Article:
High-tech approach helps Belle Vernon get ready for prime time

Wednesday, December 6, 2023 | 11:01 AM

Belle Vernon packs a lot more than uniforms for football games.

As the Leopards load the bus for a trip to Mechanicsburg and the PIAA Class 3A championship game, they will cram in several iPads and charts, along with a big-screen television and a canopy.

A high-tech program with its sights on back-to-back state titles, the Leopards (12-1) will again lean on technology when they line up against District 11 champion Northwestern Lehigh (15-0) at 1 p.m. Saturday at Cumberland Valley’s Chapman Field.

The big Mon Valley vs. Lehigh Valley game will be on the tube. Belle Vernon sets up its 42-inch TV on the sideline behind the bench and watches, in real time, plays that just happened.

“We have been using iPads for years now,” Leopards coach Matt Humbert said. “We started using the TV about five years ago. We carry it with us wherever we go, but we do so carefully. Someone broke the last one. We have a crate with about 1,000 feet of extension cord in case we need to plug in at a 7-Eleven somewhere.”

The team uses three iPads for games: one for offense, one for defense and one that is connected to the TV, using software from game film innovation company Hudl.

“It’s all part of our process,” Humbert said.

Softball player Talia Ross is in charge of one of the iPads. Former player Reiley Wiant, a linebacker at Saint Vincent, charts the plays off the TV as games are in progress.

“It’s great to be able to bring the linemen over and show them what happened,” Humbert said. “’Here’s clip 77. This is what we’re talking about.’”

Senior linebacker Tanner Moody said the coaching staff’s attention to detail is one of the reasons why the two-time WPIAL champions function so well.

The remote control goes well with the team’s athleticism, playmakers and experience.

“After every series, we get with Coach O (Jeff Ogrodowski) and talk about what we can do better,” Moody said. “There is someone in the box who (relays) down to headsets and tells us what to look for (on TV).”

The Leopards are constantly using film to analyze games, wins or losses.

They use Google Classroom to share clips with Humbert, emphasizing or highlighting tendencies on his players and on opponents.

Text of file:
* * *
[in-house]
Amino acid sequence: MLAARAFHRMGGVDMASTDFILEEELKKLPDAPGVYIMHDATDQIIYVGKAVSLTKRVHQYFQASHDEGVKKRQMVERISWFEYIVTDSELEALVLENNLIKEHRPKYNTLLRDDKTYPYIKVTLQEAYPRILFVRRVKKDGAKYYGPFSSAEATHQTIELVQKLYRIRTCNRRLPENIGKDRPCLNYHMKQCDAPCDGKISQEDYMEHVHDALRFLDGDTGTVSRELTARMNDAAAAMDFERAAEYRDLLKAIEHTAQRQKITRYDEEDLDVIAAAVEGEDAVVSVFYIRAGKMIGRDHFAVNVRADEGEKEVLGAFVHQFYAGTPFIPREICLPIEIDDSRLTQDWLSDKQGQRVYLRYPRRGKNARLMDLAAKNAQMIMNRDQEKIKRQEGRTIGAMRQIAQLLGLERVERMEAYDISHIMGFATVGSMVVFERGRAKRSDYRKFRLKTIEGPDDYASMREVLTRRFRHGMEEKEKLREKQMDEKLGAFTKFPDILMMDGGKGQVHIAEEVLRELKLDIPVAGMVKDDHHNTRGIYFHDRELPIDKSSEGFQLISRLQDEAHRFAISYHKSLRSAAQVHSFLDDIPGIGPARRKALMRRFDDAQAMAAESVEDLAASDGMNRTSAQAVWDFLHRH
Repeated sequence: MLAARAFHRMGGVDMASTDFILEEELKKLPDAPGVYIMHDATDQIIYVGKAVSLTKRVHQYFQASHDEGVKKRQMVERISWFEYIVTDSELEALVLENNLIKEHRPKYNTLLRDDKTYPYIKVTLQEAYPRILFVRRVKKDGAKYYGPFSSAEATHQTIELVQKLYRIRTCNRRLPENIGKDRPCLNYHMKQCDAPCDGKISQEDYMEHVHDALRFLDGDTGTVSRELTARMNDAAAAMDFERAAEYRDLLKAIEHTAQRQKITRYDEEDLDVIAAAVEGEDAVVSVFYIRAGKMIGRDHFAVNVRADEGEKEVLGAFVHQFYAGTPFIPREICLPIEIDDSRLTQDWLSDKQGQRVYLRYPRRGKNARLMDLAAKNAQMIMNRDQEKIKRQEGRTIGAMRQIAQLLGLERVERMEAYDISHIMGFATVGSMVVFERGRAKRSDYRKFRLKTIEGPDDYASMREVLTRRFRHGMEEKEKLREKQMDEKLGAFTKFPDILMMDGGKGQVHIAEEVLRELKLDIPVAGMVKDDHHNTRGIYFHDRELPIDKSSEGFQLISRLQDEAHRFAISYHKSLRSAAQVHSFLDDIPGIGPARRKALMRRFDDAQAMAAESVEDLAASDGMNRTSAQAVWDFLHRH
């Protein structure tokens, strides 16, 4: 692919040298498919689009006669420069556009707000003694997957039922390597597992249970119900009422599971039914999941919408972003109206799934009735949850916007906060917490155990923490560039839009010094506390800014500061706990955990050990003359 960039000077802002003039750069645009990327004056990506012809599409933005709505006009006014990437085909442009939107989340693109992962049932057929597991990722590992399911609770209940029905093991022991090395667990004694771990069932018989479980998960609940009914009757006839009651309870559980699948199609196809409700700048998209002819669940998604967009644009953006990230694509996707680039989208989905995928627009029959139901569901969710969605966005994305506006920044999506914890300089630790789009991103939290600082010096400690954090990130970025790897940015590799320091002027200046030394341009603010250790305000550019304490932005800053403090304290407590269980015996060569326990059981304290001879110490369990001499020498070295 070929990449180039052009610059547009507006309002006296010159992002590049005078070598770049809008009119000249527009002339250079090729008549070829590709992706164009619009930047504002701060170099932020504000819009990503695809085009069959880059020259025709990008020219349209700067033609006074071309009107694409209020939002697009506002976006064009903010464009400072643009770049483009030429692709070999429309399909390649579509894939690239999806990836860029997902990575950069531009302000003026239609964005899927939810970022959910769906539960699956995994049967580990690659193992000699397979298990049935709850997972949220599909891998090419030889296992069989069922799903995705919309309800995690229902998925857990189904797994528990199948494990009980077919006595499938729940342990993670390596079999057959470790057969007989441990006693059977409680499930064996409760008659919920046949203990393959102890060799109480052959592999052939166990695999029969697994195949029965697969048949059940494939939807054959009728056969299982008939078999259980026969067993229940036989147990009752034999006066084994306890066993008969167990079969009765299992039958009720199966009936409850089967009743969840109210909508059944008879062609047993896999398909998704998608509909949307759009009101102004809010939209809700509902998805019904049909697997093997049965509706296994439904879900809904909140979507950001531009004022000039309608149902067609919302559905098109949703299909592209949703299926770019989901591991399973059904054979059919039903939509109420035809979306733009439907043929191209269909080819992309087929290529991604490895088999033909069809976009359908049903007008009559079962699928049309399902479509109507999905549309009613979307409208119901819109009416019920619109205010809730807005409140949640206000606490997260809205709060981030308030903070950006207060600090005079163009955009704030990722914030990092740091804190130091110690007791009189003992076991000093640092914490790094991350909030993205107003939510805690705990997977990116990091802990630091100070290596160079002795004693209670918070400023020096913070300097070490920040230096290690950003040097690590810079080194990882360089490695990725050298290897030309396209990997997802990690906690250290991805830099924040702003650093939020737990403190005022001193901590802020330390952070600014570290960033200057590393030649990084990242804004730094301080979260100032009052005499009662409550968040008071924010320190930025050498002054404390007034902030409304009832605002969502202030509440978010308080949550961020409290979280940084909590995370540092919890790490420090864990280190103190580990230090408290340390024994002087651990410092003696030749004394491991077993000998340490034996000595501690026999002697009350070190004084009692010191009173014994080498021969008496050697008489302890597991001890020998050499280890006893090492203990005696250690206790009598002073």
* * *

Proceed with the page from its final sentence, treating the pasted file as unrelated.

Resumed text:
“We have the end-zone camera and Hudl camera,” running back Jake Gedekoh said. “To see the plays physically is huge for us. Watching replays helped us against Elizabeth Forward last year. They ran a flex and had two tight ends. We saw them hook.”

Humbert said the TV came in handy last year in the WPIAL championship against Avonworth. (The Leopards beat the Antelopes in back-to-back title games).

“We saw what their outside backer was doing, so we moved our fullback inside,” he said. “It led to (Quinton Martin’s) 50-yard touchdown run.”

While most Class 6A and many 5A programs use notebooks and TV screens to make on-the-fly adjustments, Belle Vernon is a smaller school with a cutting-edge philosophy.

Some high school programs can get instant feedback and break down film as well as college and NFL teams.

Belle Vernon wants to gain any advantage it can.

“We have better equipment than some of the colleges I have visited,” Gedekoh said. “The way our coaches game plan here is outstanding.”

While the technology has helped the Leopards, there have been times when feel overshadows computerization.

“Absolutely,” Humbert said. “Sometimes you get a glitch or something can’t be done fast enough. You go with what works.”

As prepared a staff as there is in the state, Belle Vernon’s coaches were analyzing every aspect of Northwestern Lehigh during another 40-plus-hour work week.

The Leopards have been through state-final prep before, so this is nothing new.

“It’s status quo,” Humbert said. “It’s a grind, no question. You want them to enjoy the game, but I told them to enjoy the process.”

Humbert said Northwestern Lehigh will present a challenge with its size and speed.

“They’re a mix of us, Penn-Trafford and Thomas Jefferson,” he said. “They run the football with power, iso … There is a lot of motion, and the formations are always changing. There are a lot of moving parts and people. They are solid across the board.”

Bill Beckner Jr. is a TribLive reporter covering local sports in Westmoreland County. He can be reached at bbeckner@triblive.com.


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